Puma Biotechnology’s breast cancer drug Nerlynx (neratinib) has been approved by the US Food and Drug Administration (FDA). As an extended adjuvant therapy, the drug is designed to help prevent disease recurrence in patients with HER2-positive breast cancer.
“HER2-positive breast cancers are aggressive tumors and can spread to other parts of the body, making adjuvant therapy an important part of the treatment plan,” Dr. Richard Pazdur director of the FDA’s Oncology Center of Excellence and acting director of the Office of Hematology and Oncology Products in the FDA’s Center for Drug Evaluation and Research, said in a statement about the approval. “Now, these patients have an option after initial treatment that may help keep the cancer from coming back.”
Nerlynx is being touted as the first FDA-approved extended adjuvant therapy for this patient group. Patients previously treated with a chemotherapy regimen including trastuzumab may be eligible for treatment with Nerlynx.
As the most common type of cancer in the US, breast cancer is forecasted to affect 250,000 women this year, with over 40,000 of them dying as a result, according to the National Cancer Institute. Approximately 15 percent of these newly-diagnosed patients will have HER2-positive tumors.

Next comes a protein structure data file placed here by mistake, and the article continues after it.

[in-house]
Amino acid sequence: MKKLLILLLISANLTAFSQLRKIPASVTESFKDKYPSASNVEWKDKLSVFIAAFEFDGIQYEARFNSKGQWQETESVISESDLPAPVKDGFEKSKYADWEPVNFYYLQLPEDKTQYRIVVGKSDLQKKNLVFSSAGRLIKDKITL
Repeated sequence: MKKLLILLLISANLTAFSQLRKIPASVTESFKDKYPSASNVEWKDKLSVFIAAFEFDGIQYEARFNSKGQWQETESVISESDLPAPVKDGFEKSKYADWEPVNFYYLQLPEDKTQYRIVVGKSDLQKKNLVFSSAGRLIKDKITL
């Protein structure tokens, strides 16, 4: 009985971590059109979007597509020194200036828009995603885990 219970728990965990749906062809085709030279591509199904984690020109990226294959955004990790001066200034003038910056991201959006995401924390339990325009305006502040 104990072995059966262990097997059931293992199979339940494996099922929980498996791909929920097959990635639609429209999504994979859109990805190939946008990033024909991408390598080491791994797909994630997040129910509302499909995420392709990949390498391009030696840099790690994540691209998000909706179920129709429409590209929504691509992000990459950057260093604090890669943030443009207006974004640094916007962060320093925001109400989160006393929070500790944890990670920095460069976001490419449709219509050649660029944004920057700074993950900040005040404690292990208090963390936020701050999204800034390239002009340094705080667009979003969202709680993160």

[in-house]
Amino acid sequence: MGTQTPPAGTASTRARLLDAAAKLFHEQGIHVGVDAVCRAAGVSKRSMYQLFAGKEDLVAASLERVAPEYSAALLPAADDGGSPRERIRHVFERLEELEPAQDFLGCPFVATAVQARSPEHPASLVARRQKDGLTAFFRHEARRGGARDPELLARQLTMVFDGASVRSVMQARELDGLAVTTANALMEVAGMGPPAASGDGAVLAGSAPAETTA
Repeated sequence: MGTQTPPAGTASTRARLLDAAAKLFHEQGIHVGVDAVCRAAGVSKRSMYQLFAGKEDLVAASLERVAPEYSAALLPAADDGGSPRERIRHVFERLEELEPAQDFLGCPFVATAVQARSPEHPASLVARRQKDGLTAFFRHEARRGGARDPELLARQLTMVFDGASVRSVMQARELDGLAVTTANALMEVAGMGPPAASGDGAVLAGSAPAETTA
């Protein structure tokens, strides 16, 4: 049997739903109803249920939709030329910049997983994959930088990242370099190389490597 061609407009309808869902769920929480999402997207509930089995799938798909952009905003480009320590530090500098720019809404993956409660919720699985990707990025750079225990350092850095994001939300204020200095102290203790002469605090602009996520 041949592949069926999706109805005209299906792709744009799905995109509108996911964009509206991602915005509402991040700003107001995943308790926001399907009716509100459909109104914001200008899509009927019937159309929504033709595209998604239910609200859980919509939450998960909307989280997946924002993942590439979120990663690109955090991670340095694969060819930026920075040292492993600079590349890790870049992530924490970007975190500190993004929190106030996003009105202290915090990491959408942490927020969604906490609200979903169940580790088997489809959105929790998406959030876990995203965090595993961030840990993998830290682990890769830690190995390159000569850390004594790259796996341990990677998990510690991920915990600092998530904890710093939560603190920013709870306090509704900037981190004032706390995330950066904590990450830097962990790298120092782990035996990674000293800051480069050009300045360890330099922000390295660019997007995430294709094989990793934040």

Nerlynx is a tyrosine kinase inhibitor which is administered orally on a daily basis. Puma expects that the drug will become commercially available in September 2017.
“The fear of recurrence is ever present in the minds of most women with breast cancer, from the moment they are diagnosed to long after they finish adjuvant treatment,” said Dr. Marisa C. Weiss, Chief Medical Officer and Founder of Breastcancer.org, in a press release issued by Puma. “New and effective innovative therapeutic options provide huge hope to patients and their families, giving them a better chance of overcoming breast cancer with a chance for a full life.”
The FDA based their approval on a Phase III clinical trial involving 2,840 women with early-stage HER2-positive breast cancer. Two years after being treated with Nerlynx, 94.2 percent of patients had not experienced cancer recurrence or death, compared with 91.9 percent of placebo patients. While the numbers were close, the percentage of patients who experienced disease-free survival after receiving Nerlynx was statistically significant compared to the placebo group.
“Despite advances in the treatment of early stage HER2-positive breast cancer, there remains a need for further therapeutic improvements in order to attempt to further reduce the risk of disease recurrence,” said Alan H. Auerbach, CEO and President of Puma Biotechnology. “We are pleased to be able to bring this new medicine to patients with breast cancer.”